Like many other independent bands, Ready The Prince, a trio indie/alternative rock band from the Toronto area is playing many shows for a few fans on a regular basis.
While local music is an appetizing concept for music fans, the number of streams on streaming platforms such as Spotify don’t always reflect the attendance at live events.
Ready The Prince, one of several bands to perform at the Oshawa Music Week Indie Rock Showcase earlier this month, finished its tour last year with audiences ranging from 70 people up to almost 2,100.
Ready The Prince has 962 people followers on Facebook and 977 people who ‘like’ them on the same platform.
The band has played shows with Crown Lands and Last Bullet, and also took part in the SOUNDS OF SUMMER – Local showdown event, hosted in Oshawa, in July of last year.
The band, has two EPs, one released in 2015 titled RTP EP and the second released in June of last year titled Note to Self.
However, guitarist Daniel Prada says local music is in a state of ‘wanted’ but ignored.
“People are Itching for it, they want it but people don’t go to shows enough,” he said.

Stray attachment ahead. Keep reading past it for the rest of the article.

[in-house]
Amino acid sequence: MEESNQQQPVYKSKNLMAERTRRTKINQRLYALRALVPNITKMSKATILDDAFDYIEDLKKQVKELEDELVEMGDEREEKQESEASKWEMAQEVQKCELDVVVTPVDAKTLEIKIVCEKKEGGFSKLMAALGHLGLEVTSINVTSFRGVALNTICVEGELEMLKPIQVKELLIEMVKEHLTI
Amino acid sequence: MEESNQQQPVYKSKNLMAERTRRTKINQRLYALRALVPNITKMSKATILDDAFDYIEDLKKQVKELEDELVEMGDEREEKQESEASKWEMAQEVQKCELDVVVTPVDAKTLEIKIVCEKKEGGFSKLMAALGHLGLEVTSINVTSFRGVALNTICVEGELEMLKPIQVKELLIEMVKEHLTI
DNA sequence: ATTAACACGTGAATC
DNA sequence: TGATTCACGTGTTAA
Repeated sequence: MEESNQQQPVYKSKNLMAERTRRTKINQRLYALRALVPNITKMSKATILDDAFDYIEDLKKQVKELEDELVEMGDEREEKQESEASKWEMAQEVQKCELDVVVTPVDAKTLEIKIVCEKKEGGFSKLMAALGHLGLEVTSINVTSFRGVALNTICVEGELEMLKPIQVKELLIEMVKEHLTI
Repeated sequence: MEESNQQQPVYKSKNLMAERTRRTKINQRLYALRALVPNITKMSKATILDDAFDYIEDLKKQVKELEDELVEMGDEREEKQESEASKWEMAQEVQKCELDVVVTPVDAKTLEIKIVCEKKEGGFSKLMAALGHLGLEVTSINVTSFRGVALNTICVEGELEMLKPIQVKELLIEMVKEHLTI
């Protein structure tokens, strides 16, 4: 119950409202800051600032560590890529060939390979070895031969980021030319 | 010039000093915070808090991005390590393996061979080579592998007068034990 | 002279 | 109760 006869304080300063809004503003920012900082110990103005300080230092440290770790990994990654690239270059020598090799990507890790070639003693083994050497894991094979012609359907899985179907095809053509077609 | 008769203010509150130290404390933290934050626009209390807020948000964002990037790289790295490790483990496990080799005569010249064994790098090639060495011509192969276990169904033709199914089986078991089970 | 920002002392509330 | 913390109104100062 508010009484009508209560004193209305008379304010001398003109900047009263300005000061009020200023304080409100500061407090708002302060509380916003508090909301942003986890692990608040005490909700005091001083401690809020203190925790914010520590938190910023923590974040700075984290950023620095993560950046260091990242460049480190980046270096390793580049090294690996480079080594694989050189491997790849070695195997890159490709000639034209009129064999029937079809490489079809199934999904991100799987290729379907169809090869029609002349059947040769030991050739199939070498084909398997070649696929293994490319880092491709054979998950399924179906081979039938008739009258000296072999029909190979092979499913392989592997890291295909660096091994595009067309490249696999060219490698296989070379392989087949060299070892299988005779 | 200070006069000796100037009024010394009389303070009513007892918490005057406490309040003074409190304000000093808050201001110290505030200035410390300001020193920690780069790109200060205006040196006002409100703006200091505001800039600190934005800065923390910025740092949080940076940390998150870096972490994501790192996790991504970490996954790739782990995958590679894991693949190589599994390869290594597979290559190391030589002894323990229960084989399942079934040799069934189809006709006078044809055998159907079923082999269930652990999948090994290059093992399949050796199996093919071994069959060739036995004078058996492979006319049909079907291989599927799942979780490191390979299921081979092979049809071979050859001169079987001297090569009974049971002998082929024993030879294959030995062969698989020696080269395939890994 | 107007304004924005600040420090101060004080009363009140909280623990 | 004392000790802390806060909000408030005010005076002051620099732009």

Stephen De Ciantis, the band’s vocalist, says it’s tough to be an independent band. “It’s OK, it’s definitely not easy but we never really were offered anything before.”
The band has noticed an increase in audience at its shows after the release of the EP. “A little bit, there’s definitely growth. We’re definitely lucky to have people who have listened to it, not that many, but there’s been people,” said De Ciantis.
MBM student Brandon Warner, 20, wishes more people would pay attention to independent music. “I think a lot of people don’t realize all the great independent music just here in Oshawa,” he says.
Social media platforms such as Twitter, Facebook, and Instagram let the band interact with fans by replying or reposting fan support, posting artwork for their new singles, or helping promote events with ticket sales.
Promotional platforms such as Bandcamp allow artists to release music both old and new, and place a price on the music to open up download links that further fan support.
“People like to say rock is dead, punk is dead, or whatever is dead. All they have to do is look around here and they’ll find plenty. I think it’s important,” said Warner.